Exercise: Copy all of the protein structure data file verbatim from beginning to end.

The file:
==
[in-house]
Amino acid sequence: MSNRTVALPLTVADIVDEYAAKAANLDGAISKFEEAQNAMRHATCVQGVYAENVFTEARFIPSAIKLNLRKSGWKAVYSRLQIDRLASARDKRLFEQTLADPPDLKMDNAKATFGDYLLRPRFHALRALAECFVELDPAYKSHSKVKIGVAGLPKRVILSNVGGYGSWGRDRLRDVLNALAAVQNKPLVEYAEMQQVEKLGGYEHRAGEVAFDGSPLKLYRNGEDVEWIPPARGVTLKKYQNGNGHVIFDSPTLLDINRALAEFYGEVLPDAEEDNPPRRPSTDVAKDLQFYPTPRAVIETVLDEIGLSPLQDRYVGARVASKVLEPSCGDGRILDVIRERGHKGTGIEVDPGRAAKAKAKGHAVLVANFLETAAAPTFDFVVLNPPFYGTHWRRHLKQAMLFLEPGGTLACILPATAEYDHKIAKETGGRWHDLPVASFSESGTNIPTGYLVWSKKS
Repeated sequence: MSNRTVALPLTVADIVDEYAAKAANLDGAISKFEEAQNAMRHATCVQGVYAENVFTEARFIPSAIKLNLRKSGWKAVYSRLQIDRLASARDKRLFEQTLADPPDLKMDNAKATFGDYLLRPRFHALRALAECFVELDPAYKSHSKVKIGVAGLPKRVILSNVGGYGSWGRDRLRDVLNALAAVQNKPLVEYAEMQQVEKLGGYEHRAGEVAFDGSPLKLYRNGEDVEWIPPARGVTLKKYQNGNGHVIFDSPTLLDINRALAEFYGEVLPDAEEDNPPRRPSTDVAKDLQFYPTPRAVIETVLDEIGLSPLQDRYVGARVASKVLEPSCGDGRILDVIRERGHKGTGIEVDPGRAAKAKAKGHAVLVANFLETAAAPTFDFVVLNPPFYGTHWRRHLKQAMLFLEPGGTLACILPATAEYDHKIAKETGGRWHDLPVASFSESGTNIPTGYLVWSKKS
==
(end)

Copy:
[in-house]
Amino acid sequence: MSNRTVALPLTVADIVDEYAAKAANLDGAISKFEEAQNAMRHATCVQGVYAENVFTEARFIPSAIKLNLRKSGWKAVYSRLQIDRLASARDKRLFEQTLADPPDLKMDNAKATFGDYLLRPRFHALRALAECFVELDPAYKSHSKVKIGVAGLPKRVILSNVGGYGSWGRDRLRDVLNALAAVQNKPLVEYAEMQQVEKLGGYEHRAGEVAFDGSPLKLYRNGEDVEWIPPARGVTLKKYQNGNGHVIFDSPTLLDINRALAEFYGEVLPDAEEDNPPRRPSTDVAKDLQFYPTPRAVIETVLDEIGLSPLQDRYVGARVASKVLEPSCGDGRILDVIRERGHKGTGIEVDPGRAAKAKAKGHAVLVANFLETAAAPTFDFVVLNPPFYGTHWRRHLKQAMLFLEPGGTLACILPATAEYDHKIAKETGGRWHDLPVASFSESGTNIPTGYLVWSKKS
Repeated sequence: MSNRTVALPLTVADIVDEYAAKAANLDGAISKFEEAQNAMRHATCVQGVYAENVFTEARFIPSAIKLNLRKSGWKAVYSRLQIDRLASARDKRLFEQTLADPPDLKMDNAKATFGDYLLRPRFHALRALAECFVELDPAYKSHSKVKIGVAGLPKRVILSNVGGYGSWGRDRLRDVLNALAAVQNKPLVEYAEMQQVEKLGGYEHRAGEVAFDGSPLKLYRNGEDVEWIPPARGVTLKKYQNGNGHVIFDSPTLLDINRALAEFYGEVLPDAEEDNPPRRPSTDVAKDLQFYPTPRAVIETVLDEIGLSPLQDRYVGARVASKVLEPSCGDGRILDVIRERGHKGTGIEVDPGRAAKAKAKGHAVLVANFLETAAAPTFDFVVLNPPFYGTHWRRHLKQAMLFLEPGGTLACILPATAEYDHKIAKETGGRWHDLPVASFSESGTNIPTGYLVWSKKS